During the non-breeding season, both sexes of Cattle Egret are white with yellow bill and legs. Breeding individuals have an orange bill and legs, a reddish eye, purple lores (the space between the eyes and bill), and buff-orange feathers on the top of the head, lower neck, and back. 51 cm (20 in) in length.
Breeding season for the Cattle Egret begins in early April and extends until late July, with a peak in June. Colonial nesting is common for this species, and a single colony can have thousands of birds. The male collects nesting material such as sticks, twigs, and vines, while the female builds the nest. The nest is usually 1-9 m (3-30 feet) above the ground in a tree or shrub. the female lays 3-4 eggs, which she and the male incubate for approximately 25 days. The young are semi-altricial. They are brooded by the female for approximately two weeks, and leave the nest about a week later. The female cares for the young for a total of approximately 45 days, after which they become independent.
Cattle pastures are a common feeding area for the Cattle Egret, but it can also be found in many other grassy areas and along the edges of ponds. It feeds by picking small insects and other invertebrates off the ground or off the bodies of cattle.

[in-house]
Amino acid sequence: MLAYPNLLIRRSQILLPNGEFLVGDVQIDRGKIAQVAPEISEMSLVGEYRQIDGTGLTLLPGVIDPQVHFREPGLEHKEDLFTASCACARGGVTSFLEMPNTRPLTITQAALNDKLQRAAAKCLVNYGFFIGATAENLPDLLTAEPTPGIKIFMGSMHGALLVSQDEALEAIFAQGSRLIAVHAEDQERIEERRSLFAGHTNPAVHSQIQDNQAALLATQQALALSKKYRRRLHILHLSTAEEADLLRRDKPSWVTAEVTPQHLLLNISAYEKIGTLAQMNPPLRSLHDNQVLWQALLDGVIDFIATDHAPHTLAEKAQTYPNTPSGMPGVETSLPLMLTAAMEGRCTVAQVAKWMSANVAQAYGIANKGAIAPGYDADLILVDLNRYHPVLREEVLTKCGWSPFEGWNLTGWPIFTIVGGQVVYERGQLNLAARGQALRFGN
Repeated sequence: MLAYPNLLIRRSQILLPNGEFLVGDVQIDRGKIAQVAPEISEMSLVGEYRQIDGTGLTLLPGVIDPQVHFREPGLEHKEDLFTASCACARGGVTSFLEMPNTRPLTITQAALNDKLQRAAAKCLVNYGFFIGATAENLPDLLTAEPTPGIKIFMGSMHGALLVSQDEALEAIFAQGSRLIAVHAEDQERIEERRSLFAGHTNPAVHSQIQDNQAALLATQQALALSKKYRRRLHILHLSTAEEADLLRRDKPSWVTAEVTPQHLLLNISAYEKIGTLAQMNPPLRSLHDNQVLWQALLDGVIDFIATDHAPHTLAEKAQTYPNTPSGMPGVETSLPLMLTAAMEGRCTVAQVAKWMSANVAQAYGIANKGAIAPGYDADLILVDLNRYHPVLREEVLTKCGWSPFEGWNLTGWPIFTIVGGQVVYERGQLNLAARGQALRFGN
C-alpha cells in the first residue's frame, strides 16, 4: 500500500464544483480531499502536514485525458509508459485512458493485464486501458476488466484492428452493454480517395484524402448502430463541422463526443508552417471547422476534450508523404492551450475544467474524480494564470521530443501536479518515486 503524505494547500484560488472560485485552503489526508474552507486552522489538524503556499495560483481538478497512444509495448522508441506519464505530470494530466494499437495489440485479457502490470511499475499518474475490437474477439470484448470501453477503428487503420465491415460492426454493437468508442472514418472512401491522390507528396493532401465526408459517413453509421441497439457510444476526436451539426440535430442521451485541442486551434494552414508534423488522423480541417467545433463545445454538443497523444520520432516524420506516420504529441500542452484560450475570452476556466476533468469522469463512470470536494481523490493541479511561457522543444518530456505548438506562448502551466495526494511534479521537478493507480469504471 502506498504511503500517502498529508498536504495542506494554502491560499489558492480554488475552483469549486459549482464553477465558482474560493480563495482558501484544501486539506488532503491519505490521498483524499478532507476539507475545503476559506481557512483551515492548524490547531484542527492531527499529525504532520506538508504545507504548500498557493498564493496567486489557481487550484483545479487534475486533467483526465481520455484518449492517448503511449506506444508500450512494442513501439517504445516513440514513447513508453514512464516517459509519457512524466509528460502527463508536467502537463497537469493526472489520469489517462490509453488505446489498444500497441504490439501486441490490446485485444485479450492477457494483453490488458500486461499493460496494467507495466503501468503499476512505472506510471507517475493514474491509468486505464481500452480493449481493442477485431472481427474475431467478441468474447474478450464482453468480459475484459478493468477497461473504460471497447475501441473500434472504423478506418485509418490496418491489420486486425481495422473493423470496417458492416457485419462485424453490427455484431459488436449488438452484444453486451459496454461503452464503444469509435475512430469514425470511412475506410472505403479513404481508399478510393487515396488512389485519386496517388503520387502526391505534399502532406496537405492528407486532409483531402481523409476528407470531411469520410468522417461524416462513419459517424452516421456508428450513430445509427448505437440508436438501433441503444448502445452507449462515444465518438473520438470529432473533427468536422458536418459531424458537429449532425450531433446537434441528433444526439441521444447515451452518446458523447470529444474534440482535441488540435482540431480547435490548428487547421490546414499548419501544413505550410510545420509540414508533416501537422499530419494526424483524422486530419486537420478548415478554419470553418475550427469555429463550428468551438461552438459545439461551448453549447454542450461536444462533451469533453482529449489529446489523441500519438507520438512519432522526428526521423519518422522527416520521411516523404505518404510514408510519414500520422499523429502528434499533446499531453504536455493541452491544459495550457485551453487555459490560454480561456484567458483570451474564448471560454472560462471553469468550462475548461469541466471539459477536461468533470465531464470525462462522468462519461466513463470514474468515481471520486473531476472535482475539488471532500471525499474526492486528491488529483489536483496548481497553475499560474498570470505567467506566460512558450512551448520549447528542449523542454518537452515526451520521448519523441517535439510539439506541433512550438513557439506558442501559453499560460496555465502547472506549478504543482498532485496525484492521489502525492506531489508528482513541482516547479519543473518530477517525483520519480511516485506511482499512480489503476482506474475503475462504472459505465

In the United States, the year-round range of the Cattle Egret is mostly limited to the extreme southern areas, but during the breeding season this species can be found almost anywhere in the lower 48 states. Most commonly, breeding birds occur in the midwestern and eastern United States. In the southeast, the Cattle Egret is found in the coastal areas, with high breeding populations in most of Florida and southern Louisiana. In Georgia, the Cattle Egret occurs in low breeding densities in the southeastern third of the state, and winters in extreme coastal Georgia.
The Cattle Egret is originally from Africa. It moved into South America, and finally North America, in the mid-1800s. Because of increasing deforestation and increasing cattle farming, the range of the Cattle Egret has increased, moving north and west from its introduction points in Florida and Texas. The species is neither Federally nor state-listed as needing any special conservation attention.
Similar species include the Snowy Egret and the white phase of the Little Blue Heron. The Snowy Egret is larger than the Cattle Egret, and has black legs and bill and yellow feet. The Little Blue Heron in the white phase has dark wing tips which the Cattle Egret lacks. During the breeding season the Cattle Egret also has buff-orange feathers on its head, lower neck, and back, which both the Snowy Egret and Little Blue Heron do not have.